The Economics of Citation
This paper studies the citation decision of a scientific author. When an author can make his argument more persuasive by citing a related work, this is called the correlation effect. On the other hand, when an author cites someone elseâ€™s work, he gives the impression that he views the cited author as more competent than himself; this is called the signaling effect. These two effects are the main causes of citation bias. Using data from Research Papers in Economics or RePEc, a decentralized database of working papers, journal articles and professional books, we empirically show that a citation bias exists in this field. The empirical finding is obtained by controlling for many variables that affect citation patterns, such as network factors (co-authorship and an authorâ€™s affiliation) and language.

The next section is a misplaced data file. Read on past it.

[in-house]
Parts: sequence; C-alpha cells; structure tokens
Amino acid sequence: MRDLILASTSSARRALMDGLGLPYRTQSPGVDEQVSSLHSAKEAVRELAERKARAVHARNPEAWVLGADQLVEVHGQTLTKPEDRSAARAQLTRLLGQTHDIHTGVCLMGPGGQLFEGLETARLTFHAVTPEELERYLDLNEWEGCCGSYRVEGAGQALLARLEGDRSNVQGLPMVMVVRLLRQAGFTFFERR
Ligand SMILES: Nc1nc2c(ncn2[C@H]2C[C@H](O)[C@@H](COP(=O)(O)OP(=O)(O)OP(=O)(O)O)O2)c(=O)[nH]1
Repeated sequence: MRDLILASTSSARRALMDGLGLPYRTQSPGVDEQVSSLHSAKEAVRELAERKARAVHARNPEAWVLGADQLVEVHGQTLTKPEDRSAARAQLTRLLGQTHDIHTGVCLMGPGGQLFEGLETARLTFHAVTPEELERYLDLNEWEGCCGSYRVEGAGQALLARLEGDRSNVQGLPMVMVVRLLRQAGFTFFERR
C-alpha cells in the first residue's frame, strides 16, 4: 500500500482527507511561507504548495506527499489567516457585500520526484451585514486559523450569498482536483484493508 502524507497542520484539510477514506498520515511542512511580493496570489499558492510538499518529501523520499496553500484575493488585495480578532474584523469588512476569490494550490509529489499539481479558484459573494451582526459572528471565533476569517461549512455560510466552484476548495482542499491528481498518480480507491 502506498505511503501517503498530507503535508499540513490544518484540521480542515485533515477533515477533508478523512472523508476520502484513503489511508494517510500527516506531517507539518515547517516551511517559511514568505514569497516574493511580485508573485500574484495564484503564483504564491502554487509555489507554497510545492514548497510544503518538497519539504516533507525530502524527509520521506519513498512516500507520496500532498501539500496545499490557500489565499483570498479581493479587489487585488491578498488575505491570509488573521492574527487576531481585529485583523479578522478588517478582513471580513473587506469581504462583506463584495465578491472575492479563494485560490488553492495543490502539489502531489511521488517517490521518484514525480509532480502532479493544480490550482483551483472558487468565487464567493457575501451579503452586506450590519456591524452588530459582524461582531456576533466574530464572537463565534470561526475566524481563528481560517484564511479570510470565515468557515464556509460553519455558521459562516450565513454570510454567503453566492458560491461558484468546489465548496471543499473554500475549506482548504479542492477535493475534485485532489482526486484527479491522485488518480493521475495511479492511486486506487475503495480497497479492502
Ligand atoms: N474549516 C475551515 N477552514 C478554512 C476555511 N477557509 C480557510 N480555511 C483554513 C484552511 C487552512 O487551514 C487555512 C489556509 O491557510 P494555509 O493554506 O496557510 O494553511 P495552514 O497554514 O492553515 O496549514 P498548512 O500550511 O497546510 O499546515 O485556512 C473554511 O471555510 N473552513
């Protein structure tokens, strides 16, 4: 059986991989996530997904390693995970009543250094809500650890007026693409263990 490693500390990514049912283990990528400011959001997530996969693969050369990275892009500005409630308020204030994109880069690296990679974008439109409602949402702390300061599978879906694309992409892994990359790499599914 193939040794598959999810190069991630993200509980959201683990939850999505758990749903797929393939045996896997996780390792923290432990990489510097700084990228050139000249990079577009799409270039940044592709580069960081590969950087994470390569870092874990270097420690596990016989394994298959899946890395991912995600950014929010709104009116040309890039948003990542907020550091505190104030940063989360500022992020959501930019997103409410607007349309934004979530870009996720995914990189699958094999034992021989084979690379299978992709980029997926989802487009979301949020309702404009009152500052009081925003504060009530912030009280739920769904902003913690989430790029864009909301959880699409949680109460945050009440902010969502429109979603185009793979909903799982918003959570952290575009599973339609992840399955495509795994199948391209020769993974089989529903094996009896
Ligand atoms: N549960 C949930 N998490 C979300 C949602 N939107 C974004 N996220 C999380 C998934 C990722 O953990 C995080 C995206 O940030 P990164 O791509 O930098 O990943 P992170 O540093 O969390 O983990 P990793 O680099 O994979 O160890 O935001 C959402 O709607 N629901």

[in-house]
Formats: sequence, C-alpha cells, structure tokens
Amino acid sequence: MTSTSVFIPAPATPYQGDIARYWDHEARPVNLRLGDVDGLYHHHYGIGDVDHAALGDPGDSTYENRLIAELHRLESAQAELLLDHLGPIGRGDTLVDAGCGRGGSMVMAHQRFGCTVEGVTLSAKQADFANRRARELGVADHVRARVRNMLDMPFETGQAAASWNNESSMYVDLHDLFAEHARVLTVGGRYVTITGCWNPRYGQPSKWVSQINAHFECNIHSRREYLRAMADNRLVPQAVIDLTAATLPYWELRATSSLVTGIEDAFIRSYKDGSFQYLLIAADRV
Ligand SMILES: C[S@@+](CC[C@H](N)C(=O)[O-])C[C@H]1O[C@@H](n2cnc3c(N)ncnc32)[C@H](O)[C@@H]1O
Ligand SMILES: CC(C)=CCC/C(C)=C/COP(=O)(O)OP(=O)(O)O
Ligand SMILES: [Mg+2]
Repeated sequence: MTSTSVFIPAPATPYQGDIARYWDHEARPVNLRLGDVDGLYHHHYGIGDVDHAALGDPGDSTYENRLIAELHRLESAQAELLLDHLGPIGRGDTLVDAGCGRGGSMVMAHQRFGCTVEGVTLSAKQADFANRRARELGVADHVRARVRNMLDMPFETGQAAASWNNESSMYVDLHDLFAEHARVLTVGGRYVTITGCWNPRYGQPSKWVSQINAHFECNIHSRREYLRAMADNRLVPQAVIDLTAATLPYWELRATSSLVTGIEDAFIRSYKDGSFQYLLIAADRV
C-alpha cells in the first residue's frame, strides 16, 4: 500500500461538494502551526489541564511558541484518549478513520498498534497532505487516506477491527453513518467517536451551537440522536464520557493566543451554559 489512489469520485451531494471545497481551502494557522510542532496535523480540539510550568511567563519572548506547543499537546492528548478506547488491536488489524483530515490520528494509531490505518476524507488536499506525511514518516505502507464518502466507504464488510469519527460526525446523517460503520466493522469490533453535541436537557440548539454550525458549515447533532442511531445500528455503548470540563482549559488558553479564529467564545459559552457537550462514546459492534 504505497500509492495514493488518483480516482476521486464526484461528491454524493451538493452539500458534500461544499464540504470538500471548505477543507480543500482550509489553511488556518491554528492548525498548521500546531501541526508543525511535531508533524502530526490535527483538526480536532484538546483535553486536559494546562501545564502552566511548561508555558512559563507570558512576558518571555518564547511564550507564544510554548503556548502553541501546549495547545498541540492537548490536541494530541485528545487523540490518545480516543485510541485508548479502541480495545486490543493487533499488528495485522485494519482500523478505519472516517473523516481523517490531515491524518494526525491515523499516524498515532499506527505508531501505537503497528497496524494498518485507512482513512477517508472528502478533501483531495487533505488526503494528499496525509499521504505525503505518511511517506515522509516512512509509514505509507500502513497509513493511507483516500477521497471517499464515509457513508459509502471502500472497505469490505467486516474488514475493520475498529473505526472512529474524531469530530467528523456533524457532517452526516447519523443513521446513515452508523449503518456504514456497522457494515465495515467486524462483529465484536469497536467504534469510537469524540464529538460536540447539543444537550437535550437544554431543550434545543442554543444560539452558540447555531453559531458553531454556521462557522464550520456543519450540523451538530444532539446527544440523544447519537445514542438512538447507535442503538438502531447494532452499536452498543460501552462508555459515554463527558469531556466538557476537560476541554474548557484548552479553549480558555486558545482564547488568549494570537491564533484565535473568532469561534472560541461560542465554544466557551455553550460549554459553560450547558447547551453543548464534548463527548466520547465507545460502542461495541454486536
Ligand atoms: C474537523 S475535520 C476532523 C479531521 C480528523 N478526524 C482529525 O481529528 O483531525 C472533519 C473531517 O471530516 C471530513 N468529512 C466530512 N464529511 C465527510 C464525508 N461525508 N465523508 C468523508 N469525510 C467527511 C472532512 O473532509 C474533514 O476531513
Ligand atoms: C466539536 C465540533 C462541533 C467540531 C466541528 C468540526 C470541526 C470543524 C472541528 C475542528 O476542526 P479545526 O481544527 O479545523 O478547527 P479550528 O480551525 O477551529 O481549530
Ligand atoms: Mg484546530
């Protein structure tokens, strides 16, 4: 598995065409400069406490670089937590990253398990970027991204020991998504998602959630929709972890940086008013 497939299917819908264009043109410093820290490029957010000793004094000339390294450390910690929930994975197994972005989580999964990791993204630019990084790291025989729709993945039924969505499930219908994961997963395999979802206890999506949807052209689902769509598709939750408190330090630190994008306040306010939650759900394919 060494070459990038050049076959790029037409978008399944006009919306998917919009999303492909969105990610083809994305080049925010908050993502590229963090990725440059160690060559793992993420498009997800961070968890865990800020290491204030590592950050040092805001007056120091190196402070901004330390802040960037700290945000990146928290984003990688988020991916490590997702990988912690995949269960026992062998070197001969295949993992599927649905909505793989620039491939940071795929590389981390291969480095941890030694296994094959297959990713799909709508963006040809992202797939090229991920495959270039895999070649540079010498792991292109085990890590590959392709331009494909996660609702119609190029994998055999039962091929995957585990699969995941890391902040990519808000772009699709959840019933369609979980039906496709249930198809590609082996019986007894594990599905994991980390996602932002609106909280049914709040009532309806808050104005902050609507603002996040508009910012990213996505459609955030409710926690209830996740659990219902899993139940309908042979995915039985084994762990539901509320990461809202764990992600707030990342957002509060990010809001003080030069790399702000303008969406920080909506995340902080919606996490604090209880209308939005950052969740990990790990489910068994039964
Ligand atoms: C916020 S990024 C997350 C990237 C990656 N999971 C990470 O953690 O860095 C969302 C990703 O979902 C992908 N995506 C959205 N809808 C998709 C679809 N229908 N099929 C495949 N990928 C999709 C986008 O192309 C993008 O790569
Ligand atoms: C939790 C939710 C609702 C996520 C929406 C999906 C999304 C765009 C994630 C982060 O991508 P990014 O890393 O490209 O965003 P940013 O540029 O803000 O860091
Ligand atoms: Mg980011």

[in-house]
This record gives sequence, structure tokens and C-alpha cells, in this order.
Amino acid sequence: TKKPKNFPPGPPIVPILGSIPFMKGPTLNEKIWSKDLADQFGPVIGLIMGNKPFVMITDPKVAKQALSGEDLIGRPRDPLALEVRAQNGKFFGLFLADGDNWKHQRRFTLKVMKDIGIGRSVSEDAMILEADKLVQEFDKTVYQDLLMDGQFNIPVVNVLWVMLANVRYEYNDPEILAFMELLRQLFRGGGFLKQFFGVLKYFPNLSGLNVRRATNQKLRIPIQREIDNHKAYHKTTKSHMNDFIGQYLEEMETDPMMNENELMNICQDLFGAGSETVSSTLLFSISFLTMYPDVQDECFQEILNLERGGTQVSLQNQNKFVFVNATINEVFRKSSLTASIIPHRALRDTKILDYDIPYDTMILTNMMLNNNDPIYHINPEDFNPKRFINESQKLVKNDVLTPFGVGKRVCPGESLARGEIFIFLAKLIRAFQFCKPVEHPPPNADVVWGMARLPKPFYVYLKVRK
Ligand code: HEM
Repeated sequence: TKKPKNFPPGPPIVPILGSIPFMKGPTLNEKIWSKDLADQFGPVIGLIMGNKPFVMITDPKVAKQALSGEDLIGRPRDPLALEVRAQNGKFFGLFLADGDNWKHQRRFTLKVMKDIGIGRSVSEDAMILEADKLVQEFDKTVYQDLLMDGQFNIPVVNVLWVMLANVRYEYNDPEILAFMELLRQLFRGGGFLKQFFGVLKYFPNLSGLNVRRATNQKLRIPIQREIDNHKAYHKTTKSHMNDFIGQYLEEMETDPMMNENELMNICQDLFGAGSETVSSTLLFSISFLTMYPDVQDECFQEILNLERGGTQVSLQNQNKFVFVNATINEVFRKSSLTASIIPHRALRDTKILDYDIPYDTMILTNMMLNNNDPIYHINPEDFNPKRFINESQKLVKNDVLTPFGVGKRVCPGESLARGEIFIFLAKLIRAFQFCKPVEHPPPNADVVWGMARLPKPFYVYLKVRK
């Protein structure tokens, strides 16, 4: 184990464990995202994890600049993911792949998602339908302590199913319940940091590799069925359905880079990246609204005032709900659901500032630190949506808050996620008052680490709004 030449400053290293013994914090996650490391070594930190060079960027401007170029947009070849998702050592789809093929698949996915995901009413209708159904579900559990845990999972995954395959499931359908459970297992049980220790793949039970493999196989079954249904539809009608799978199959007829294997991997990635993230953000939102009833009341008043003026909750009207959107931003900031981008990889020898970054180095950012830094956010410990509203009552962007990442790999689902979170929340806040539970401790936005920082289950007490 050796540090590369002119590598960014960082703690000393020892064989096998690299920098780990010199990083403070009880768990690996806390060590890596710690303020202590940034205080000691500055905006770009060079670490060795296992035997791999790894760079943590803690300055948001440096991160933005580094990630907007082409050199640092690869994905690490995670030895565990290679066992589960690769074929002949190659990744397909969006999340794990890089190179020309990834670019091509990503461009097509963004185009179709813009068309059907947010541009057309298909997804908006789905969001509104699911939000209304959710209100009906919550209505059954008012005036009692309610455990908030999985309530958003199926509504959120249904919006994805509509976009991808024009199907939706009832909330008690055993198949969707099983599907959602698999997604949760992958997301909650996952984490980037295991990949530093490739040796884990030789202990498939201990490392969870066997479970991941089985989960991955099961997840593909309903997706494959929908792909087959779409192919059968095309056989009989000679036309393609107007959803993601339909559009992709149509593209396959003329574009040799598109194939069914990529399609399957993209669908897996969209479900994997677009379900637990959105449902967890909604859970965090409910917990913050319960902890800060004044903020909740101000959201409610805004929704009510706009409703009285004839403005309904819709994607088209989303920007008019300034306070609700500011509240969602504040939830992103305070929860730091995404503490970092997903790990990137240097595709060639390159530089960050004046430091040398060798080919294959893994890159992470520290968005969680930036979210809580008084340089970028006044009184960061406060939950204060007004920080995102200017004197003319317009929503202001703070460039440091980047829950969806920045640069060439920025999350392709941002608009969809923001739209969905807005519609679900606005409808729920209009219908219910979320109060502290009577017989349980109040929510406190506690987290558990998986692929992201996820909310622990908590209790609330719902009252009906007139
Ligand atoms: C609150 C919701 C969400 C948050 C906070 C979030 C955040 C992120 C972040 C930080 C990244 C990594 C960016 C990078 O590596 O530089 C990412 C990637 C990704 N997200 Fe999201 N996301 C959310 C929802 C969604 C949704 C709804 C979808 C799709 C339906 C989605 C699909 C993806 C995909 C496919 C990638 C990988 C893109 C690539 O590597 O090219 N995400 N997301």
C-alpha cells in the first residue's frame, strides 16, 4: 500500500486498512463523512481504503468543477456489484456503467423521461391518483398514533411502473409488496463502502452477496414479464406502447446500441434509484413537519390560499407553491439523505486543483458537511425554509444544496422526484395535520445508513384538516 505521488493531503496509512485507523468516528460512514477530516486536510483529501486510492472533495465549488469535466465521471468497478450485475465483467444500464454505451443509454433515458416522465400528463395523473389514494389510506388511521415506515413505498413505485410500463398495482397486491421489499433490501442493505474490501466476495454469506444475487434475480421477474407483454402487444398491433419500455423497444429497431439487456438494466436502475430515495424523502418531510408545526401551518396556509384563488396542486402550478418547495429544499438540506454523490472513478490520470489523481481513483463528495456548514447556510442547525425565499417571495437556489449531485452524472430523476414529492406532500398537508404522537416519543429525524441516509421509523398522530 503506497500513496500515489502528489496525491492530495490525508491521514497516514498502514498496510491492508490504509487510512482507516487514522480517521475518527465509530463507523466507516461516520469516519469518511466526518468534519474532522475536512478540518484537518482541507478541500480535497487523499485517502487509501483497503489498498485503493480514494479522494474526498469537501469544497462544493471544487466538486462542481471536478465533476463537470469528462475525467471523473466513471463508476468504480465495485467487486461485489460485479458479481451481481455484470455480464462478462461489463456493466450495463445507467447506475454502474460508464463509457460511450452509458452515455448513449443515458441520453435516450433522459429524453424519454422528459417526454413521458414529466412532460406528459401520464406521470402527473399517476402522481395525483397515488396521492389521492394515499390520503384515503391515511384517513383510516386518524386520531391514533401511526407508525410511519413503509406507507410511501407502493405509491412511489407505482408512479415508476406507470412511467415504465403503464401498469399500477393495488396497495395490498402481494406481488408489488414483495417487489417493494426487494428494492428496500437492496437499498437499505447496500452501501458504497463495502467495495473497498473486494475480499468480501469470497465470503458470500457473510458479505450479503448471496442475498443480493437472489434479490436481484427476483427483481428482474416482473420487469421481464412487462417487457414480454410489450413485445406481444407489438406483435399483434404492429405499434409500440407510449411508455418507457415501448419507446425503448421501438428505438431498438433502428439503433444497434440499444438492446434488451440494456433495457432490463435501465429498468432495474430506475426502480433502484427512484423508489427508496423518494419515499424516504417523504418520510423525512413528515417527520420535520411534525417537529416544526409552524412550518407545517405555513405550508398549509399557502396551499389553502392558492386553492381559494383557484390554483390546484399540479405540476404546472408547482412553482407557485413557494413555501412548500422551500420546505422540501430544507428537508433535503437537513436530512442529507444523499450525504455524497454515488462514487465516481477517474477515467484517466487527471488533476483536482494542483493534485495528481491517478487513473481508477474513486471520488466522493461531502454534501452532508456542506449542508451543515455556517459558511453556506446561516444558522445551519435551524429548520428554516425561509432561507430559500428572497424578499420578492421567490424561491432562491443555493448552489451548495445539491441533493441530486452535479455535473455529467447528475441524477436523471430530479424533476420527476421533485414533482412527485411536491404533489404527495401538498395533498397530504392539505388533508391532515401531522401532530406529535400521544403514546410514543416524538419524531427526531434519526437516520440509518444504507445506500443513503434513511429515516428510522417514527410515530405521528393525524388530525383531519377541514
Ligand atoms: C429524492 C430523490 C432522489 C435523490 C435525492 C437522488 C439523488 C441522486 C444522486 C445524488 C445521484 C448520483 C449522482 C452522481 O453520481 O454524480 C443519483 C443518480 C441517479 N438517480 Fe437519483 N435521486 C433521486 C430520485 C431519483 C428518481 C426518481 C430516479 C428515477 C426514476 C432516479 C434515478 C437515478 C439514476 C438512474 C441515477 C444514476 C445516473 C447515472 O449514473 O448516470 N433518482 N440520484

References listed on IDEAS
Please report citation or reference errors to , or , if you are the registered author of the cited work, log in to your RePEc Author Service profile, click on "citations" and make appropriate adjustments.:
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"Academic Rankings with RePEc,"
MDPI, Open Access Journal, vol. 1(3), pages 1-32, December.
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